Eric Church picked up his first No. 1 this week when third album "Chief" debuted atop both the Billboard 200 and Top Country Albums charts. But a recent show at Frontier Days in Cheyenne, Wyo., provided a reality check. "I stepped off the bus into a pile of horse shit," Church says with a laugh. "It was priceless. That will keep you grounded right there."
Exceeding expectations, Church's EMI Nashville album sold nearly 145,000 first-week units, according to Nielsen SoundScan. It also marked the second-highest debut week for a country album this year, behind Brad Paisley's "This Is Country Music" (May 25, 153,000 units). Moreover, "Chief" is only the second country album to debut this year at No. 1 on the Billboard 200, following Blake Shelton's July 12 release "Red River Blue." "Chief" also claims the No. 1 spot on Top Digital Albums with 51,000 downloads, the biggest digital week for a country album this year.
"People were looking at Kelly Rowland's numbers," Church says. "All of a sudden, we blow by everybody and people are asking, 'Who the hell is Eric Church, and how did he sell this many records without No. 1 songs?' I don't tweet. I'm not a Facebook guy. I don't do any of those things. To have this kind of success the first week, it's about the music. It's really restoring my faith."
The North Carolina native played a showcase at New York's Bowery Ballroom on street date -- also featuring the five songwriters who helped him write "Chief"-- and taped an episode of "AOL Sessions." But there weren't any major TV appearances or special marketing plans to launch the album.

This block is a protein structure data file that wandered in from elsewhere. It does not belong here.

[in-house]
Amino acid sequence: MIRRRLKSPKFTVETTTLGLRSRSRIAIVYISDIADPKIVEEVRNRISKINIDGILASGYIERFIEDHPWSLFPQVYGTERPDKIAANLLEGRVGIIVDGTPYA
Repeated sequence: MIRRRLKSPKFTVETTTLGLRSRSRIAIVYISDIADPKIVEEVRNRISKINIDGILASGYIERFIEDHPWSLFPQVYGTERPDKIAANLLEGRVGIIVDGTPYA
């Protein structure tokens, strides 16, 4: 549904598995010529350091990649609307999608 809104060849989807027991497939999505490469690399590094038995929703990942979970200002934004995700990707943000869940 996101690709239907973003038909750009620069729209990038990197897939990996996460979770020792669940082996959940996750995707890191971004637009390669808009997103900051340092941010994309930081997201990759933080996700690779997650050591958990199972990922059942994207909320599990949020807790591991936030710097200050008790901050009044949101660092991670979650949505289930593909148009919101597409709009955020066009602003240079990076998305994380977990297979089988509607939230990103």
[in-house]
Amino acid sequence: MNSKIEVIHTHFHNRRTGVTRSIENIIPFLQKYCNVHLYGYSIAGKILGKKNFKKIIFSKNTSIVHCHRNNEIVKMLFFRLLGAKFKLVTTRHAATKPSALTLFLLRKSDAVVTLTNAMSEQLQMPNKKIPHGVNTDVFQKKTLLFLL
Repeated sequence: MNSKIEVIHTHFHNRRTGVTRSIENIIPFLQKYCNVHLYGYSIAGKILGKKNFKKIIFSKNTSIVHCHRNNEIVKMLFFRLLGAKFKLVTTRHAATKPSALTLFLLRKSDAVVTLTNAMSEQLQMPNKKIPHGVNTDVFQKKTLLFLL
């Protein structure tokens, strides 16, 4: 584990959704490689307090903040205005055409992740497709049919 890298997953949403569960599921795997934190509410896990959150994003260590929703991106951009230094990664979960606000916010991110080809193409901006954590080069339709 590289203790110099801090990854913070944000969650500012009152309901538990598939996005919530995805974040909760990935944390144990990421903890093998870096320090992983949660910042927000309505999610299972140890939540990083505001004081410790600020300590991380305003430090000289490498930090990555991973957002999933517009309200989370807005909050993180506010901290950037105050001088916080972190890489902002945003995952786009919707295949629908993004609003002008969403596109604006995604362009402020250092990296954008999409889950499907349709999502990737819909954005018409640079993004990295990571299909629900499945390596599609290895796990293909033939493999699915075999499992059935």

"When you see his live shows, you get it. When you hear his albums, you get it," Capitol Records Nashville senior VP of marketing Cindy Mabe says. "He makes albums. He doesn't try to make songs for radio. If you look at where his songs have peaked on the chart, he's not a top-five-song artist. His spin-to-sales ratio is out of the ballpark. He's been building the live show from day one and doing it his own way. He's taken rock clubs over, playing really late shows, and building a base that's not the same base we go after as a format overall. He's got 16-year-old boys that are huge fans."
Church's three albums -- including "Carolina" and "Sinners Like Me" -- have been produced by Jay Joyce, a Nashville-based producer primarily known for working with non-country acts like Audio Adrenaline, Macy Gray and John Hiatt. "I don't use steel guitars, fiddles and stuff other people may have in country music," Church adds. "We're a little more progressive with the sound, but at the same time [album track] 'I'm Getting Stoned' can't get more country. We just gave it a little twist."
Church is touring with Toby Keith through October. Then he'll come home to await the birth of his first child, a boy. After the first of the year, he'll embark on his first tour as a headliner. Lined up as the follow-up to first single "Homeboy" is the track "Drink in My Hand."
"The one thing that we've done right," Mabe says, "is we've let Eric be Eric. What he's done right is make incredible records that have huge word-of-mouth."
"Word-of-mouth has to be the reason," Church says of his success. "There's no other way. In no other category do we stack up to do the kind of numbers we did this week based on past sales, based on past radio success, based on anything. It has to be the fans who took the reins and said, 'We're going to be the one to carry the flag for him. We're going to be the ones that are ambassadors for letting everybody else know about this music.'"